I'm Michel Martin and this is TELL ME MORE from NPR News. Later in the program, we will hear about an everyday hero, a barber in Birmingham, Alabama in the 1950s, an ordinary man during an extraordinary time. He's the focus of a new documentary that we want to tell you about and that's just ahead.
The Sikh temple shooting in Wisconsin shook up the American Sikh community, but it also shocked people in India. The Indian Ambassador to the U.S., Nirupama Rao just returned from Wisconsin, and she's been discussing the tragedy with U.S. officials. Rao talks with host Michel Martin about what role she can play in the aftermath of the shooting.
It may not be an Olympic sport, but Wisconsin teen Austin Wierschke was just named the fastest texter in America. The texting champion was awarded $50,000. Wierschke speaks with host Michel Martin about how he keeps his thumbs in shape.
I'm Michel Martin, and this is TELL ME MORE, from NPR News. Coming up, you know those kids who always have their fingers on a keyboard texting? You might think they are wasting time and money, but in a few minutes, we'll talk with a texting champion who has turned his habit into a $50,000 prize. We'll have that conversation in just a few minutes.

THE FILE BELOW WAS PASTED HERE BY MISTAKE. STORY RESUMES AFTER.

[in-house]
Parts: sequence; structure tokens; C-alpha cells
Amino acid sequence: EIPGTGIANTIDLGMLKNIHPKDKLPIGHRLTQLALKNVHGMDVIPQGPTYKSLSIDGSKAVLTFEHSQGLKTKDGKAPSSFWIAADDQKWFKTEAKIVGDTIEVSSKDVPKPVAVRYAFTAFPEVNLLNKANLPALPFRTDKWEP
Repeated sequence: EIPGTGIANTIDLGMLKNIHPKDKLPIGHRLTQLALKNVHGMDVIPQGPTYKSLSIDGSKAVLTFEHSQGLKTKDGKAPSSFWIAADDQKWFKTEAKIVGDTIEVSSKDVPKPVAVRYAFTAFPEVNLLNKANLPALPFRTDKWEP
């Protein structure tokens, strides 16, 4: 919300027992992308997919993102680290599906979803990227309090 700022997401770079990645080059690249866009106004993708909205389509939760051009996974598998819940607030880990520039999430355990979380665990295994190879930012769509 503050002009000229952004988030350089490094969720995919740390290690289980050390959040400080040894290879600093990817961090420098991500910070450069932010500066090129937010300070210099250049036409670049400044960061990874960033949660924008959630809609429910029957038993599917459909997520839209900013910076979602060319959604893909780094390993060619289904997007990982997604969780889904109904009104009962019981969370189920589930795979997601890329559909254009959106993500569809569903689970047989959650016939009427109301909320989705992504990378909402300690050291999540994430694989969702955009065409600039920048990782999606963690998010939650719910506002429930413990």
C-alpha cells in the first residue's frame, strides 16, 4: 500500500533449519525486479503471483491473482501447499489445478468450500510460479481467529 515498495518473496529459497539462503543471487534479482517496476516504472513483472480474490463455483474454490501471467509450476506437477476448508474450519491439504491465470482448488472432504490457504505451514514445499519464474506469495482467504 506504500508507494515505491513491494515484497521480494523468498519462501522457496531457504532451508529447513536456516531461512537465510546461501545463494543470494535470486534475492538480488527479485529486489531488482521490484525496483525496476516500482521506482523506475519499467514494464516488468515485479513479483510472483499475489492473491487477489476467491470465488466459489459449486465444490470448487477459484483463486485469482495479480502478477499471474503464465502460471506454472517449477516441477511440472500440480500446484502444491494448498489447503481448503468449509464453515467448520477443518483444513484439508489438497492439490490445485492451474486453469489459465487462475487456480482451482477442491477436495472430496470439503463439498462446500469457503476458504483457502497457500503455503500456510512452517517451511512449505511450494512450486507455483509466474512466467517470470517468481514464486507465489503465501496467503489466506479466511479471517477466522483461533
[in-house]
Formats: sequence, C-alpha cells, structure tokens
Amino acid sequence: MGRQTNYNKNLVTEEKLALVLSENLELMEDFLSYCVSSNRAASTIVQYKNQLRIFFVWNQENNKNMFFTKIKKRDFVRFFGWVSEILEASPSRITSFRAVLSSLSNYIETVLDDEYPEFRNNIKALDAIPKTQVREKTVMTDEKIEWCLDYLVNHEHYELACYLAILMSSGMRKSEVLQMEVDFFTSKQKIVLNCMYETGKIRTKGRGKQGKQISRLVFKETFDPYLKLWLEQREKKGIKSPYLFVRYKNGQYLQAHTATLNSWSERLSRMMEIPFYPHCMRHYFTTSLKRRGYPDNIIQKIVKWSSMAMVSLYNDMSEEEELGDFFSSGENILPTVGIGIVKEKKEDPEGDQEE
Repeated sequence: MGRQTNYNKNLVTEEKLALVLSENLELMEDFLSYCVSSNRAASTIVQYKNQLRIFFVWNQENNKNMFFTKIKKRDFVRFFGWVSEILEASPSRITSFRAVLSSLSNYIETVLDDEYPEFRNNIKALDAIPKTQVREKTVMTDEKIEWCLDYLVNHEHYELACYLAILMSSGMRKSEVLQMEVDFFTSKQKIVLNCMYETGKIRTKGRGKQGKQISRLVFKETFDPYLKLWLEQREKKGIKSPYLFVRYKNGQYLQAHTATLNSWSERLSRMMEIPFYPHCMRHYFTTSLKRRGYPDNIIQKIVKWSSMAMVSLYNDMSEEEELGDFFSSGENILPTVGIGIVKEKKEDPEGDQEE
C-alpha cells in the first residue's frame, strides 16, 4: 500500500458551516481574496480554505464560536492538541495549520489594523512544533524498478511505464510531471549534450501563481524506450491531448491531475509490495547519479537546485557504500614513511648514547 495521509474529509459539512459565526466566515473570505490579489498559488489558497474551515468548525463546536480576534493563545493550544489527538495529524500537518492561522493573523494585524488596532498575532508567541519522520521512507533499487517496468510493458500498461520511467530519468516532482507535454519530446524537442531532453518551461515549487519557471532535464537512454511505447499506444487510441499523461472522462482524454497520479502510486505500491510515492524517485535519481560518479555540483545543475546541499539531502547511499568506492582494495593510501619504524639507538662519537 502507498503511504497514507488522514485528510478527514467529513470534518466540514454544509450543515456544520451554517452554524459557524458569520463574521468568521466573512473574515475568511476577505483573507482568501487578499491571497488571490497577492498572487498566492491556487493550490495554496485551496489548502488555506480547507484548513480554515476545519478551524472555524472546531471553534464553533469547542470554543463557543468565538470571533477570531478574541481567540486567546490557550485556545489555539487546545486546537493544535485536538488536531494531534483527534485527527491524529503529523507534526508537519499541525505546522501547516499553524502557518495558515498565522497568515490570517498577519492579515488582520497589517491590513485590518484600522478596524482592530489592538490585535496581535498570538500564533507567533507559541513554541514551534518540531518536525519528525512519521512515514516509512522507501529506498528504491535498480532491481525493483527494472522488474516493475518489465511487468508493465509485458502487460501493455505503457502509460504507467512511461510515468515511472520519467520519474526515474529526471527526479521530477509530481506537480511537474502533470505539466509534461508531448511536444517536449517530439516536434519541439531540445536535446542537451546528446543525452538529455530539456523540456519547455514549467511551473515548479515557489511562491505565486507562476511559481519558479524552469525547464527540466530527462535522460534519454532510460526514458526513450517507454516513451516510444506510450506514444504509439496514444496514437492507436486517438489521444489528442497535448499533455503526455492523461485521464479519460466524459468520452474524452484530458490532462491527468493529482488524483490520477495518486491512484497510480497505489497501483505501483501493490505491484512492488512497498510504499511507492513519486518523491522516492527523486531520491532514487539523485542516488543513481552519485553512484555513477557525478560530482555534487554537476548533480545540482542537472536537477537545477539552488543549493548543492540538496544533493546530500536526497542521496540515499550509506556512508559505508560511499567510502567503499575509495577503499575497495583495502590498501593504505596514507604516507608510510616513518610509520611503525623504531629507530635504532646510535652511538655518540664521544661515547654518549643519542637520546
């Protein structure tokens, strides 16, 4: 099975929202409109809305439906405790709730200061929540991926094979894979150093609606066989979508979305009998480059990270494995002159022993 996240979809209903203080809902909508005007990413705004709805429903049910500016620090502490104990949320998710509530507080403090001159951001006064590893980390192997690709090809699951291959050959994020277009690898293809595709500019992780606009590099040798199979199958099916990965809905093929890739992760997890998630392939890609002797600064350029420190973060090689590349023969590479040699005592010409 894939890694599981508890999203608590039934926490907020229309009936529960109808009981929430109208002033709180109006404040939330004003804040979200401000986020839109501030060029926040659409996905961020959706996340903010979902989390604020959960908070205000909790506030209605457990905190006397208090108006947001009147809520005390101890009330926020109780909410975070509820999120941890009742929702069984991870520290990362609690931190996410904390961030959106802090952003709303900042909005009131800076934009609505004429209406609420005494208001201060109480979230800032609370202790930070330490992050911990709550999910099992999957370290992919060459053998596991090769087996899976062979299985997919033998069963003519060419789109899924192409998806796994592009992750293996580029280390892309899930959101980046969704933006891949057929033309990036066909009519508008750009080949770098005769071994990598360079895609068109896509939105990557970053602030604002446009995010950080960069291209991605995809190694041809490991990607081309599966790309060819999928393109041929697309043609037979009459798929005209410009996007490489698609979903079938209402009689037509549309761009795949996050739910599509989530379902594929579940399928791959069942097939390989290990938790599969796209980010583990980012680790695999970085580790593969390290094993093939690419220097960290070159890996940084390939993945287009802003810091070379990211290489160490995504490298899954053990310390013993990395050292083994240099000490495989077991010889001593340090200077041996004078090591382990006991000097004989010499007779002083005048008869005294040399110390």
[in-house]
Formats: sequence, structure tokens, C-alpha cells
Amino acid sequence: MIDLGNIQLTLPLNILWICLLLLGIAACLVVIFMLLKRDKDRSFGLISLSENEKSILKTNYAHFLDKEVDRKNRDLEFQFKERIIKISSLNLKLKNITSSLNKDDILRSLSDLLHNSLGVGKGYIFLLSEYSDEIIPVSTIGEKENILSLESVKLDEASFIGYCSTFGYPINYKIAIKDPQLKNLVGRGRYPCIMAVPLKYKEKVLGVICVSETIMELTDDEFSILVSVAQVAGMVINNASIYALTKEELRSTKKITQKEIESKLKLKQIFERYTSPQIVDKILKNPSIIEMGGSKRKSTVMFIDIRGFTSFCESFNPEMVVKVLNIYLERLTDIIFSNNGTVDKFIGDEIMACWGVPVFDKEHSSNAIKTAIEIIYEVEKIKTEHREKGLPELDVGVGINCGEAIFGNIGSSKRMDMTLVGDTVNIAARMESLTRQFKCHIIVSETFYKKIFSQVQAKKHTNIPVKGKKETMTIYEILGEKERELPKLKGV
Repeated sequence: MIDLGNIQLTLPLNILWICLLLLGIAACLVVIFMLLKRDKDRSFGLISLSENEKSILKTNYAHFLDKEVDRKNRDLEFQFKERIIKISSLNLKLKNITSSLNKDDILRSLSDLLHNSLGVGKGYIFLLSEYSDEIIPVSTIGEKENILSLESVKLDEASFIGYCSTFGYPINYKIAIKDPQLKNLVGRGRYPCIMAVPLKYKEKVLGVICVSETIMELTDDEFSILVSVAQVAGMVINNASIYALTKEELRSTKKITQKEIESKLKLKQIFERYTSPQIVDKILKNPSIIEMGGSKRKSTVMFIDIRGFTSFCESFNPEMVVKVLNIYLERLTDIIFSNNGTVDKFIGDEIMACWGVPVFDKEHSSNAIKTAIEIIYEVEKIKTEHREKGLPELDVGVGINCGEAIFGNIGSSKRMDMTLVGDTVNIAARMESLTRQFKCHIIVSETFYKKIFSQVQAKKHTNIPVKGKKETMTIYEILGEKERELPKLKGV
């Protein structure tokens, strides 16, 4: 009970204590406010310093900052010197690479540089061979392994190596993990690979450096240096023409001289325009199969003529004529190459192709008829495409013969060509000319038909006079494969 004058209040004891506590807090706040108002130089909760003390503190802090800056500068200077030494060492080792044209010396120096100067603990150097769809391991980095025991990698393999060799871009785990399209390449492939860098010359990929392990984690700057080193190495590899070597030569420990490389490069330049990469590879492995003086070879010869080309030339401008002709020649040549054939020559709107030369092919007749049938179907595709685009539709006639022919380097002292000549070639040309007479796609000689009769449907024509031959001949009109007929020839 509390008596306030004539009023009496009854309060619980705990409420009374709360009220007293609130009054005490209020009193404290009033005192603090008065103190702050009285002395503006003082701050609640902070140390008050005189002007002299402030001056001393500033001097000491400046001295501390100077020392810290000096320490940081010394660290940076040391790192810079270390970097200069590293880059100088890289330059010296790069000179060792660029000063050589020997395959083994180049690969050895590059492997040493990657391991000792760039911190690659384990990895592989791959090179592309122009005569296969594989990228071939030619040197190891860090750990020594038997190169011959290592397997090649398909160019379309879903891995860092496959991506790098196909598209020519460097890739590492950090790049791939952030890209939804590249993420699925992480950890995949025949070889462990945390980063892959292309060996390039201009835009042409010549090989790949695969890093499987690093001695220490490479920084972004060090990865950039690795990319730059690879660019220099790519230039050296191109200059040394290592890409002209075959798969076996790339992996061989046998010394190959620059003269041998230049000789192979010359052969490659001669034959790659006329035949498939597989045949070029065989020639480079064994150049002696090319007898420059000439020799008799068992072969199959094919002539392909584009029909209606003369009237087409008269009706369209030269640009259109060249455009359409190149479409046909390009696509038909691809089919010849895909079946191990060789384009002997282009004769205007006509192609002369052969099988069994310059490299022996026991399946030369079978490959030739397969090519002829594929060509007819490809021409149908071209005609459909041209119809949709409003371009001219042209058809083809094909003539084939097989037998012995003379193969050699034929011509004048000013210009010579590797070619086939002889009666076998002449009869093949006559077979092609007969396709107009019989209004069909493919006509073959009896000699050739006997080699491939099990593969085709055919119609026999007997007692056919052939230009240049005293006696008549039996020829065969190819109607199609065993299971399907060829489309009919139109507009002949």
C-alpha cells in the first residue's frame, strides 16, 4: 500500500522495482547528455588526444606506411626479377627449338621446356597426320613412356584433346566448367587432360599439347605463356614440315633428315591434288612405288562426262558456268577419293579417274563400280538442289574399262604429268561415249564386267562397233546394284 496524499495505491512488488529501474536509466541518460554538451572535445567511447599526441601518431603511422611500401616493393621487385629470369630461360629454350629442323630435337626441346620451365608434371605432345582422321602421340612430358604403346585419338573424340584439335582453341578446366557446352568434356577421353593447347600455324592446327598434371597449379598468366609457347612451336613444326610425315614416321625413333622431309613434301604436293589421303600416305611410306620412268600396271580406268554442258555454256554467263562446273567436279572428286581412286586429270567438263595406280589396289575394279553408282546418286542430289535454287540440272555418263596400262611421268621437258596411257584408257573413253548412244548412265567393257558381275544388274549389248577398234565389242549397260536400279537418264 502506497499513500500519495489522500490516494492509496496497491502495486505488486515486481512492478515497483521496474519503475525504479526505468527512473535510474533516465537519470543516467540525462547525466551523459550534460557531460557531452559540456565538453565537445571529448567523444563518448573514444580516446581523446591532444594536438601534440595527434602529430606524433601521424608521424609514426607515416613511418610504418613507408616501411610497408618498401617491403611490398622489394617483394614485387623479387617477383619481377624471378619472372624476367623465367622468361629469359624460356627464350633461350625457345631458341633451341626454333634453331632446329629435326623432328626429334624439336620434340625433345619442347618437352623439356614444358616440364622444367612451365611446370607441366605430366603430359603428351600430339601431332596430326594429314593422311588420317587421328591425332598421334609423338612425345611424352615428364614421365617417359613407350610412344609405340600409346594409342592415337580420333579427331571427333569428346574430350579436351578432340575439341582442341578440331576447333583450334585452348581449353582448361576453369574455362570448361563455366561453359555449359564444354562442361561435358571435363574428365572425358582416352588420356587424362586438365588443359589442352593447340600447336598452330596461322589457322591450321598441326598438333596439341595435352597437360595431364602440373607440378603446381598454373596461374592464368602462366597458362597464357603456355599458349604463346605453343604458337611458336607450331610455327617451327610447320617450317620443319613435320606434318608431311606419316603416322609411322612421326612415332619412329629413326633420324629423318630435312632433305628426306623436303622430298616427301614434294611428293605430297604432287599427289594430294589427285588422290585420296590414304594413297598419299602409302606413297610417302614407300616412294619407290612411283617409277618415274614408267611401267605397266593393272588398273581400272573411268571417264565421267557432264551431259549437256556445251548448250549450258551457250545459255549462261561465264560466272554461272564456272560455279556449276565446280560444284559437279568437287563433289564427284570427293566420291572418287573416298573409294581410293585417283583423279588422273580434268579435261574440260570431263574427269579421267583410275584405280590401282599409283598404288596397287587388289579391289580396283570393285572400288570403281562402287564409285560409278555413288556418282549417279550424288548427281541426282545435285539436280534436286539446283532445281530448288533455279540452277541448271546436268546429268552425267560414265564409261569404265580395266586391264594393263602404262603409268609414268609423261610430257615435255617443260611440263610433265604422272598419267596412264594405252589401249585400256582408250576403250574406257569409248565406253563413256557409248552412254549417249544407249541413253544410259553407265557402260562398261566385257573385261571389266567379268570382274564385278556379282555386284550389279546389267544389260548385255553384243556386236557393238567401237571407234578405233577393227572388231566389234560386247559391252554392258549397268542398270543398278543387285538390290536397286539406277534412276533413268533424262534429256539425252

Why do the best weightlifters have short arms? What's the biggest physical challenge that marathon runners face? What kind of advantages do athletes from West Africa — and from Asia — enjoy? Those questions are answered in a great post over at our sister blog, Shots.
Our colleague Adam Cole analyzed information from a range of sources to come up with conclusions about the bodies of Olympic sprinters and rowers, as well as weightlifters and marathon runners.
Craig Rowles grew up on an Iowa farm, and like a lot of farm kids, he’s done his share of heavy lifting.
“I know what that means to carry feed in 5-gallon buckets through the mud and through the snow and through the heat,” he said. “And I understand what it takes to try to keep animals alive in those extreme kinds of temperatures.”
Ten men who said they are Iranians were rescued Wednesday from a burning vessel in the Gulf of Oman by the crew of the USS James E. Williams, a guided-missile destroyer, the U.S. Navy says.
According to the Navy, "the vessel was flying an Iranian flag. The mariners ... are being well cared for, receiving medical treatment and awaiting transport to aircraft carrier USS Enterprise, which is coordinating the repatriation efforts."